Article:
All inheritance rules apply separately for each lookback window. For example, a placement could have an override set for its lookback window for clicks, but not for impressions or Rich Media events. Similarly, you can set a value for some, but not all, types at the site level. You can also set overrides for some, but not all, types at the campaign level.
Lookback windows and publisher tags
Floodlight uses advertiser (not placement) lookback windows to decide whether to serve publisher tags. As such, if a placement has lookback window overrides, you might serve the publisher tags more often than you count a conversion.
For example, the lookback window for clicks is 10 days at the advertiser level, but 3 days at the placement level. A user clicks on an ad on Site A, then visits a Floodlight-tagged webpage 5 days later. No conversion is counted because it's outside the placement's lookback window. The publisher tags for Site A are served based on the advertiser's lookback window.
If you use publisher tags to serve tracking tags for your sites, it could lead to a discrepancy over the number of conversions a site has provided. To avoid this problem, avoid using overrides in your placement lookback windows.
Effects of changing placement lookback windows
You can change lookback windows to make them longer or shorter. The changes are immediate and only applied to any new Floodlight impressions. The number of conversions counted before the change is not effected.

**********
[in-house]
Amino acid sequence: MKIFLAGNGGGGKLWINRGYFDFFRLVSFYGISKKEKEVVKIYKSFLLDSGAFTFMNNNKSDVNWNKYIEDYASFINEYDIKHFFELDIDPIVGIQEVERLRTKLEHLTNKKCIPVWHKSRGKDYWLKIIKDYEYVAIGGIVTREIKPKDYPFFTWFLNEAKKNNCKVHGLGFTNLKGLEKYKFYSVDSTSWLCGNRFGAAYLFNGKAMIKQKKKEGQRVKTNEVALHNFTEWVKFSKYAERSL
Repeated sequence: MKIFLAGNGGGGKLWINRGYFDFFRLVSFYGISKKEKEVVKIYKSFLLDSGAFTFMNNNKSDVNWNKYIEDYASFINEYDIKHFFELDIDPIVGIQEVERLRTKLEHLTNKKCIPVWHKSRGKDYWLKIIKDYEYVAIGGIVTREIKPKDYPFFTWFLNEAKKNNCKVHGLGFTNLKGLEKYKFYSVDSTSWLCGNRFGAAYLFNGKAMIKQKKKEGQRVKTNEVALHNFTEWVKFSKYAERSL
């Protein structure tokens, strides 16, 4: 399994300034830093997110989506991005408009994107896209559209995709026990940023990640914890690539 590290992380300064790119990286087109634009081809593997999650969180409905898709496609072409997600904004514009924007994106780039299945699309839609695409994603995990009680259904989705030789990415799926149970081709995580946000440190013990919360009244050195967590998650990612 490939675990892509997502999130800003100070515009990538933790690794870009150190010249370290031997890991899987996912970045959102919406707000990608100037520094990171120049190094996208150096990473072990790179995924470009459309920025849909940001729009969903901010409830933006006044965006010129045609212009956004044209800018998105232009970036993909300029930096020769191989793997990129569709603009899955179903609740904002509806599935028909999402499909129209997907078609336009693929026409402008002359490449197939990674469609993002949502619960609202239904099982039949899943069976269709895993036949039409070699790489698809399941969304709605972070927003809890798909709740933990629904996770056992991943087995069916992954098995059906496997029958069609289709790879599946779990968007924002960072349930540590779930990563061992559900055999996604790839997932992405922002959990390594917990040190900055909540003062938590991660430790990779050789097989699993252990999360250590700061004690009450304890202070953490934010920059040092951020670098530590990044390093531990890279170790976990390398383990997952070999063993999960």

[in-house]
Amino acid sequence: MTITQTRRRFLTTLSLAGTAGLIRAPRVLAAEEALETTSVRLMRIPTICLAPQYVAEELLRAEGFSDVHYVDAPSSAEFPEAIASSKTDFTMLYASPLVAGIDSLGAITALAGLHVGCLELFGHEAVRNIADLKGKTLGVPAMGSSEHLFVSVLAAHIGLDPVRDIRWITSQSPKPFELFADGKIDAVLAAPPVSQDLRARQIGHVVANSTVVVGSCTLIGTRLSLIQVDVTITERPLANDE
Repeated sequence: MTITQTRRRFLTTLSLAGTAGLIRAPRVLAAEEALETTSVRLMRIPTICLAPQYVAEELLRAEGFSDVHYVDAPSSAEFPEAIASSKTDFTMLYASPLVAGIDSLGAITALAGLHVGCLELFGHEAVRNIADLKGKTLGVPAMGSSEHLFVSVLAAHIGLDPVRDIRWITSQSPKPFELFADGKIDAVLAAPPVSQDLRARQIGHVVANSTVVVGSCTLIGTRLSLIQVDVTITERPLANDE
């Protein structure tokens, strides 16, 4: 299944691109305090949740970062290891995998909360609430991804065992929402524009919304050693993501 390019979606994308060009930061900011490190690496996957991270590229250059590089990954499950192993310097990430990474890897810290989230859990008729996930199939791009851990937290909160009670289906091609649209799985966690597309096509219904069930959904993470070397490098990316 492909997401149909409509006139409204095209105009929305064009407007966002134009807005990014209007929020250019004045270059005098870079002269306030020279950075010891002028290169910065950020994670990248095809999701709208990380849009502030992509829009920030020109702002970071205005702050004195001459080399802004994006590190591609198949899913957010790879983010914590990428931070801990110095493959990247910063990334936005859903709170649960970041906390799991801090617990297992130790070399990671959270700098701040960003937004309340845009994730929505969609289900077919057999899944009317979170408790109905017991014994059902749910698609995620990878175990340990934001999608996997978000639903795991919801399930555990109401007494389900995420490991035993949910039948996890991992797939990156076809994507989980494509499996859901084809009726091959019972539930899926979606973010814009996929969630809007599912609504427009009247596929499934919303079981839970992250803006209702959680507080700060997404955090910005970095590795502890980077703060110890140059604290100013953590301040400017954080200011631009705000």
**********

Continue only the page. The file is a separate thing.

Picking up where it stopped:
Example: Lengthening lookback windows
You have a placement with an impression lookback window of 5 days. Six days ago, a user saw one of your ads. Today that user visited your Floodlight-enabled web page. A Floodlight impression is recorded, but it's not a conversion because it's outside the lookback window.
Subsequently, you change the impression lookback window to 10 days. This change has no effect on the Floodlight impression that already occurred. The next day, the user returns to your web page, triggering another Floodlight impression. It has now been seven days since the user saw your ad. Since the impression lookback window is now 10 days, a conversion is counted.
Example: Shortening lookback windows
You have a placement with a lookback window of 10 days for impressions. Four days ago, a user saw your ad. Today that user visited your Floodlight-enabled web page, and a conversion was counted.
Subsequently, you change the impression lookback window to 3 days. This change has no effect on the conversion that was previously counted. However, when the user returns to your web page the next day, no conversion is counted, because the lookback window is now shorter.